28th Feb 2024

Finland's closure of Russia border likely violates asylum law

  • Inbound asylum seekers from Russia have been arriving on bicycles at the Finnish land border (Photo: Finnish Border Guard)
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Finland's closure of its land border crossing points with Russia likely violates both international and EU asylum laws, according to the executive director of the Finnish Refugee Council.

"We will not now be entirely in line with our international agreements or the EU and international law with this decision," said Annu Lehtinen of the Finnish Refugee Council, speaking to EUobserver on Wednesday (29 November).

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On Tuesday, Helsinki announced it would close its last remaining border crossing with Russia at the far north Raja-Jooseppi from Thursday, until December 13.

"This is not only about the number of visitors but the phenomenon itself. This is about Russia's influence [on] activities and we do not accept that," said Finland's prime minister Petteri Orpo.

But the move is raising alarm among rights advocates. Among them is Lehtinen, who says people will no longer able to file asylum claims at the land crossing points with Russia.

And those transiting from Russia to seek asylum in Finland won't be able to file their claims at airports or ferry harbours either, she said.

"The fact of the matter, of course, is that none of these [airports in Finland] are accessible coming from Russia," she said.

The Finnish government's decision to close all its land border points with Russia came after some 900 people arrived over the span of a month.

This is relatively high for Finland, when compared to preceding months. In October, the Finnish Border Guard registered 32 arrivals, 13 in September, 12 in August, and 15 in July.

But politics aside, Lehtinen said the Finnish asylum system could have easily absorbed 900 asylum claims.

"This is a slightly unexpected and unusual decision for a country like Finland," she said of the closures.

And although the Finnish government says it will allow vulnerable people to still file asylum claims at the border points, Lehtinen says it is unclear how those vulnerabilities will be identified.

'Instrumentalisation' — Achilles heel of asylum

The Finnish announcements also precludes wider discussions at the EU-level on an 'instrumentalisation' regulation, the term for countries such as Russia, but also in the past Turkey, using asylum seekers as a political pawn by pushing them into neighbouring countries.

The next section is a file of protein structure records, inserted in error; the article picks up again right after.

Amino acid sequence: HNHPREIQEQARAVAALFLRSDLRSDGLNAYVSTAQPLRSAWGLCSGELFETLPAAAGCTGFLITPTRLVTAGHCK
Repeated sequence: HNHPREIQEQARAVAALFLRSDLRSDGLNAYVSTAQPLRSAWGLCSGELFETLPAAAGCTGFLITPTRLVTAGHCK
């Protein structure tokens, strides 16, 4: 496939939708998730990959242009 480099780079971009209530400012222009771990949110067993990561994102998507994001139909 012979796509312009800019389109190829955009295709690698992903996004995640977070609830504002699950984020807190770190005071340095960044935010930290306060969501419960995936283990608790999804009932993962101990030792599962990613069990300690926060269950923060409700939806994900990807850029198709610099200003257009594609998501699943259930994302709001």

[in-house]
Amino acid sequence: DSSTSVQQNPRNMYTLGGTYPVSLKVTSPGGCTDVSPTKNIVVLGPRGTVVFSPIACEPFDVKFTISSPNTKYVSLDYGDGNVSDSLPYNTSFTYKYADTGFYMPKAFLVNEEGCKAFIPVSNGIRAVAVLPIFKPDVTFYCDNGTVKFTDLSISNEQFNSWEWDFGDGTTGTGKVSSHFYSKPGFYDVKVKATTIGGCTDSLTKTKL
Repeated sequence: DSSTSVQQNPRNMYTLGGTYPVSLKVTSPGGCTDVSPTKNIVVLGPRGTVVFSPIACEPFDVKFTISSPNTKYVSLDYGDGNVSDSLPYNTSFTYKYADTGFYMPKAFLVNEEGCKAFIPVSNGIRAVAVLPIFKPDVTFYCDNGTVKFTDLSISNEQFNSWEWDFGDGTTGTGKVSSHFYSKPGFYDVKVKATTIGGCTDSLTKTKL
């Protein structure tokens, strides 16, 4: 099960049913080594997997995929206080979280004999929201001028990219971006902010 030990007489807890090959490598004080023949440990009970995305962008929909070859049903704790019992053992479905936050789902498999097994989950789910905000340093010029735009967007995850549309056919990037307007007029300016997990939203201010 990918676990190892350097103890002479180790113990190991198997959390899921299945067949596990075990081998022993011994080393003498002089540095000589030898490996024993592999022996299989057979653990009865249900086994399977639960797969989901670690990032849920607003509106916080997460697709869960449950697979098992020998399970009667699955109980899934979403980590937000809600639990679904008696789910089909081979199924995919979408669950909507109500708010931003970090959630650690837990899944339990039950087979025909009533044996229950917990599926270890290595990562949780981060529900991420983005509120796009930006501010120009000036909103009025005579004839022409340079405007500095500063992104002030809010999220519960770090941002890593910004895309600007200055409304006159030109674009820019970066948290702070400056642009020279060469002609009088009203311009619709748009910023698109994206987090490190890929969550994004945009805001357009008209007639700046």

The bill has become part of a wider overhaul of the EU asylum and migration reforms.

The instrumentalisation regulation has generated intense scrutiny by academics and civil society, who say it will further curtail asylum rights because it proposes a host of derogations from existing laws.

It was tabled by European Commission in December 2021 as a response to Belarus shuffling thousands of prospective asylum seekers into Poland, Latvia and Lithuania.

This has since led to collective pushbacks along those borders, as well as other rights abuses, according to civil society.

The commission has also been faulted for not carrying out an impact assessment on the proposal.

It says the proposal will help EU states in times of emergency, while respecting fundamental rights, whenever a country such as Russia tries to blackmail them into accepting asylum seekers.

But a recent European Parliament study says the commission has presented no evidence to support such claims.

Instead, it says the bill violates the rule of law, as well as article two of the Treaty that spells out the need to respect human rights.

And it says lowering asylum rights cannot stop or prevent Russia or Belarus from carrying out a so-called hybrid war.

Meanwhile, the Council, representing member states, in October integrated the bill into a separate proposal, which outlines new rules in times of crisis — as part of the wider EU overhaul on asylum.

For its part, the European Parliament is still debating the finer points.

And it has yet to go to a committee-level vote, which is likely only to happen in January at the earliest.

Some, including Dutch Green MEP Tineke Strik, said the instrumenaltisation bill would just end up punishing people seeking asylum.

"Those who are a victim of this instrumentalisation are victimised again," she said.

"It's a dead end street," she said of the proposal, noting concerns that the parliament could eventually cave into council demands on the bill in order to reach an agreement on the entire asylum and migration reform package.


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